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Treatise II. On The Sabbatical Year Chapter VII, The Talmud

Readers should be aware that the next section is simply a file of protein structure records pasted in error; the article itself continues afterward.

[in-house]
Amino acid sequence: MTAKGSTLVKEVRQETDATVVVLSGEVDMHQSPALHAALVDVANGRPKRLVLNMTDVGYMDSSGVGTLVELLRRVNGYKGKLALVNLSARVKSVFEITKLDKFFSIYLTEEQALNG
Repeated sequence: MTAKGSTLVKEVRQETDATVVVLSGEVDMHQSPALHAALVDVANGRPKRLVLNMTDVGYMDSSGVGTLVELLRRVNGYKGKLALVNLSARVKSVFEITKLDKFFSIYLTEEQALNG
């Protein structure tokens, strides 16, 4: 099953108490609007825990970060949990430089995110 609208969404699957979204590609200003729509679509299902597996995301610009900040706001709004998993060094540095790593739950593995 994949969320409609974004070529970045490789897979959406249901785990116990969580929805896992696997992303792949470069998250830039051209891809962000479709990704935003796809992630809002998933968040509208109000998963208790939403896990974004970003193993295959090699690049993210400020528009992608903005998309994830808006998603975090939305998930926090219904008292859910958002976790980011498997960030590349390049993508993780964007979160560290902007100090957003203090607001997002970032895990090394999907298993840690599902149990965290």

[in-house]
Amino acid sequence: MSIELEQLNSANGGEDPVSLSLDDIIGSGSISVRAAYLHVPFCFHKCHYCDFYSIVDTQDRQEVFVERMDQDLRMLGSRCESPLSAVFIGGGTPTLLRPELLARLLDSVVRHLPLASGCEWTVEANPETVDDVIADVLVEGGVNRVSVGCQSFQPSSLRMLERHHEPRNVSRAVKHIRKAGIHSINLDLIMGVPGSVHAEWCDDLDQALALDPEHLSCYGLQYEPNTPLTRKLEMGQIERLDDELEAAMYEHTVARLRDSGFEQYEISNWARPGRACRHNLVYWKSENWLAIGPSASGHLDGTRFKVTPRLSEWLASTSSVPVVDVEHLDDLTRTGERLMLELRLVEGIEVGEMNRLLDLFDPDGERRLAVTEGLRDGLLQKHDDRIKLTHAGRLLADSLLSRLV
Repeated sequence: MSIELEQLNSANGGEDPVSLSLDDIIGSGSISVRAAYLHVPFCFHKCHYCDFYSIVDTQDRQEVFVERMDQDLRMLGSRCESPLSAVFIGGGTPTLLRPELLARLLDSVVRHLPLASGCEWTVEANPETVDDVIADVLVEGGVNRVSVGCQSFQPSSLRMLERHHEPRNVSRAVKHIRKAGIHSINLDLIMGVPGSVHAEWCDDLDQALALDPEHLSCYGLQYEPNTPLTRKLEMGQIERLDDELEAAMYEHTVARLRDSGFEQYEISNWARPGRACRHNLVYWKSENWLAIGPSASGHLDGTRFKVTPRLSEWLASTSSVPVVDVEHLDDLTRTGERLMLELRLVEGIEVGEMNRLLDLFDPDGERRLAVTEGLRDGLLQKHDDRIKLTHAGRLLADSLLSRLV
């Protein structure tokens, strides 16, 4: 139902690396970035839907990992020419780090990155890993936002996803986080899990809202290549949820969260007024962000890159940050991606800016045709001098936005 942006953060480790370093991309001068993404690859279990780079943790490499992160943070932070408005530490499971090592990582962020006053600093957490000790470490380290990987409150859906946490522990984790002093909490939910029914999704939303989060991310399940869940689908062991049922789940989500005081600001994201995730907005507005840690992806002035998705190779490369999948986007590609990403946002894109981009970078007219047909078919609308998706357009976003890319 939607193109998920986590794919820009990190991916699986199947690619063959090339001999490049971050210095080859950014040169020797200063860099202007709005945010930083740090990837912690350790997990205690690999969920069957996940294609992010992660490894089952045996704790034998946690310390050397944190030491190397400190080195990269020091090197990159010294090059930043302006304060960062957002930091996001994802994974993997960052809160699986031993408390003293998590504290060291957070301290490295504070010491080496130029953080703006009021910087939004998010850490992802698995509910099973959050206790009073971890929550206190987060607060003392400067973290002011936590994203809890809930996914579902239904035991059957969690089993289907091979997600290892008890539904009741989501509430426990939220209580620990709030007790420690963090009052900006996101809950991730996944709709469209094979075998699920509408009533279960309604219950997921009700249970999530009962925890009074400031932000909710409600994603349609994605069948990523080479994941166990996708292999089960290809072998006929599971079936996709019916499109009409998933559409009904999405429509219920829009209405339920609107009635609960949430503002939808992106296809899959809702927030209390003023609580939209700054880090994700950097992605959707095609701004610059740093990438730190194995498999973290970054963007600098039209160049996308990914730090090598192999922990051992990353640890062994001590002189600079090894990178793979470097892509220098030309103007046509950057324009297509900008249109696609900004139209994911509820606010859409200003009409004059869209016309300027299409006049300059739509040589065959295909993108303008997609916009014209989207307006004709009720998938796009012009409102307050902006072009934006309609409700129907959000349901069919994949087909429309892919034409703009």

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The Talmud, by Joseph Barclay, [1878] 1. The Sages stated an important rule: "In the Sabbatical year, everything eaten by man and eaten by beast, and a kind of dye-stuff, and whatever cannot remain in the ground, to them the laws of the Sabbatical year apply, and to their value the laws of the Sabbatical year apply. They are to be cleared off from being private property, and their price is to be cleared off from being private property." 1 "And which are these?" "The leaves of the deceitful scallion, and the leaves of mint, succory, and cresses, and the leek, and the milk-flower." 2 "And what is eaten by beasts?" "Thorns and thistles and a kind of dye-stuff, sprouts of indigo and madder. To them the laws of the Sabbatical year apply, and to their price the laws of the Sabbatical year apply. They are to be cleared off from being private property, and their price is to be cleared off from being private property." 2. And again, the Sages stated another rule: "All which is not eaten by man nor eaten by beasts, and a kind of dyestuff, and whatever remains in the ground, to them the laws of the Sabbatical year apply, and to their price the laws of the Sabbatical year apply, but they are not to be cleared off from being private property, nor is their price to be cleared off from being private property." "And which are these?" "The root of the deceitful scallion, and the root of the mint, and scorpion grass, 3 and the bulbs of the milk-flower, and the spikenard, and a kind of dye-stuff, the dye-plant, and the wormwood,—to them the laws of the Sabbatical year apply, and to their price the laws of the Sabbatical year apply. They are not to be cleared off from being private property, nor is their price to be cleared off from being private property." Rabbi Maier said, "their prices are to be cleared off from being private property till new year's day." The Sages said to him, "if they are not to be cleared off from being private property, it is immaterial about their prices." 3. "The peelings and flower of the pomegranate, the shells and kernels of nuts?" "To them the laws of the Sabbatical year apply, and to their prices the laws of the Sabbatical year apply." The dyer may dye for himself, but he must not dye for pay, because men must not trade in fruits of the Sabbatical year, nor in the first-born, nor in heave-offerings, nor in carcases, nor in that which is torn, nor in abominations, nor in creeping things. And one must not buy greens of the field and sell them in the market. But one may gather them, and his son may sell them on his account. He may, however, buy for himself, and he is allowed to sell what is superfluous. "He bought a first-born animal for a feast for his son, or for a holiday, and has no need of it?" "He is allowed to sell it." 4. "Hunters of wild animals—birds and fishes—who chanced to find sorts that are unclean?" "It is allowed to sell them." R. Judah said, "if a man become possessed of them in his ordinary way, he may buy and sell them, excepting that such shall not be his practice." But the Sages "disallow them." 5. "The shoots of vines and of the locust-trees?" "To them the laws of the Sabbatical year apply, and to their prices the laws of the Sabbatical year apply." They are to be cleared off from being private property, and their prices are to be cleared off from being private property. "The shoots of the oak, and the nuts, 1 and the blackberries?" "To them the laws of the Sabbatical year apply, and to their prices the laws of the Sabbatical year apply." They are not to be cleared off from being private property, and their prices are not to be cleared off from being private property. But their leaves must be cleared away to become public property, as they fall down from their stems. 2 6. "The rose and the carnation and the balsam and the chestnut?" "To them the laws of the Sabbatical year apply, and to their prices the laws of the Sabbatical year apply." R. Simon said, "there is no Sabbatical year for the balsam, because it has no fruit." 7. "A new Sabbatical rose which one steeped in old oil?" "One may pick out the rose." "But an old rose in new oil?" "One is bound to clear it off from being private property." "New locust fruit which one steeped in old wine, and old (fruit) in new (wine)?" "Men are bound to clear them off from being private property." This is the rule: everything which produces taste one is bound to clear off from being private property, sorts that are different and sorts that are the same, however little they be. The laws of the Sabbatical year disallow however little of its own sort, and in different sorts that which produces taste. 1 74:1 i.e. They become common property, and are to be depastured by cattle (Lev. xxv. 7). 74:2 Perhaps "the star of Bethlehem." 74:3 A spiral grass growing on the palm tree (?). 75:1 Arabic, Fûstûk. Pistachio nuts. 75:2 See Cha. 6. 76:1 This refers to the examples already given of a rose in oil, or locust fruit in wine.